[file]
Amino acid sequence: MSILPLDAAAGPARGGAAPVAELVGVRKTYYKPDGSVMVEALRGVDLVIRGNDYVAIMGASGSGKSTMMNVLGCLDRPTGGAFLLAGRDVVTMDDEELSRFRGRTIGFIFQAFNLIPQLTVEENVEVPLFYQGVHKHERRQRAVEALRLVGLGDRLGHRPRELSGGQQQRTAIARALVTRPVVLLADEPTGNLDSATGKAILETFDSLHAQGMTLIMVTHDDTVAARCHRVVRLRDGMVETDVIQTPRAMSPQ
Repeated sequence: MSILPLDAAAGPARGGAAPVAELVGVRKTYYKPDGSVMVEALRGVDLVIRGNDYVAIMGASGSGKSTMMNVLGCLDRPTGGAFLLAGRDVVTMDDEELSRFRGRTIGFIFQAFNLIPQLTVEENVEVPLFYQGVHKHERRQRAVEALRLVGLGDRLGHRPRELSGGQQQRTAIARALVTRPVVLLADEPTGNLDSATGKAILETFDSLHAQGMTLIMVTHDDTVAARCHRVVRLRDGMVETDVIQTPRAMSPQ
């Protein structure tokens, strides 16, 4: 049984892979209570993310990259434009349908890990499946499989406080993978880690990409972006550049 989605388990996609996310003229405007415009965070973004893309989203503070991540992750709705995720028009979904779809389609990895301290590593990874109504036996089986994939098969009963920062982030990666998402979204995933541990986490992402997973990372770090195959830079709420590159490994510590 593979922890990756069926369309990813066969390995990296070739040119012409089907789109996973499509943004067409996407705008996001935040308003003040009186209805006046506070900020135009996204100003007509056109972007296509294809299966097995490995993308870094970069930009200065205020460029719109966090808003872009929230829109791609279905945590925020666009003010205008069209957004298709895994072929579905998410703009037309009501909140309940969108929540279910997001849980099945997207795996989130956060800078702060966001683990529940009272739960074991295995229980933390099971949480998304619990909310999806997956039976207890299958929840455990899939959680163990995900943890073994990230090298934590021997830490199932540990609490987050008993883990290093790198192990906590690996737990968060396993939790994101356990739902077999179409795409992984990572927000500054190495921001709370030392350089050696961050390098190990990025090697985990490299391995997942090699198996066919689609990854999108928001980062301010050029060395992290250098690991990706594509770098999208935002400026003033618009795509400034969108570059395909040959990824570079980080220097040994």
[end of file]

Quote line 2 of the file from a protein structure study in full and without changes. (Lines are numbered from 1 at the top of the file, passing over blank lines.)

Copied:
Repeated sequence: MSILPLDAAAGPARGGAAPVAELVGVRKTYYKPDGSVMVEALRGVDLVIRGNDYVAIMGASGSGKSTMMNVLGCLDRPTGGAFLLAGRDVVTMDDEELSRFRGRTIGFIFQAFNLIPQLTVEENVEVPLFYQGVHKHERRQRAVEALRLVGLGDRLGHRPRELSGGQQQRTAIARALVTRPVVLLADEPTGNLDSATGKAILETFDSLHAQGMTLIMVTHDDTVAARCHRVVRLRDGMVETDVIQTPRAMSPQ